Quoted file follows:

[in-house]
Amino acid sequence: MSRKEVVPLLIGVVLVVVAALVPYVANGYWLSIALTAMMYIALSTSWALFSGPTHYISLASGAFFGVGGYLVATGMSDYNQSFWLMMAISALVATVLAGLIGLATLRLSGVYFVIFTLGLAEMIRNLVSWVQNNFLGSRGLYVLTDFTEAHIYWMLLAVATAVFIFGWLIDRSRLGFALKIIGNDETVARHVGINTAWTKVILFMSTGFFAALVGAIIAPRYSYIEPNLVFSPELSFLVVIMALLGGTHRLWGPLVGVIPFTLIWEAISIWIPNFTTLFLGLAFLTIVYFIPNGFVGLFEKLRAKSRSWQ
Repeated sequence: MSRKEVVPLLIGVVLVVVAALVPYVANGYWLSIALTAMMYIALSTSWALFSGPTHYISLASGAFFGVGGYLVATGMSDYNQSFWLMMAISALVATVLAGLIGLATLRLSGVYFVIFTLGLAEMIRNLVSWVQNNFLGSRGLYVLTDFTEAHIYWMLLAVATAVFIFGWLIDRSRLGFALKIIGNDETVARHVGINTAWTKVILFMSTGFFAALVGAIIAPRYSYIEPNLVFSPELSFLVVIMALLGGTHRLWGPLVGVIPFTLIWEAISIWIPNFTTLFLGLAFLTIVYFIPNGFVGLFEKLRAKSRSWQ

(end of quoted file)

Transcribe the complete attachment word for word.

[in-house]
Amino acid sequence: MSRKEVVPLLIGVVLVVVAALVPYVANGYWLSIALTAMMYIALSTSWALFSGPTHYISLASGAFFGVGGYLVATGMSDYNQSFWLMMAISALVATVLAGLIGLATLRLSGVYFVIFTLGLAEMIRNLVSWVQNNFLGSRGLYVLTDFTEAHIYWMLLAVATAVFIFGWLIDRSRLGFALKIIGNDETVARHVGINTAWTKVILFMSTGFFAALVGAIIAPRYSYIEPNLVFSPELSFLVVIMALLGGTHRLWGPLVGVIPFTLIWEAISIWIPNFTTLFLGLAFLTIVYFIPNGFVGLFEKLRAKSRSWQ
Repeated sequence: MSRKEVVPLLIGVVLVVVAALVPYVANGYWLSIALTAMMYIALSTSWALFSGPTHYISLASGAFFGVGGYLVATGMSDYNQSFWLMMAISALVATVLAGLIGLATLRLSGVYFVIFTLGLAEMIRNLVSWVQNNFLGSRGLYVLTDFTEAHIYWMLLAVATAVFIFGWLIDRSRLGFALKIIGNDETVARHVGINTAWTKVILFMSTGFFAALVGAIIAPRYSYIEPNLVFSPELSFLVVIMALLGGTHRLWGPLVGVIPFTLIWEAISIWIPNFTTLFLGLAFLTIVYFIPNGFVGLFEKLRAKSRSWQ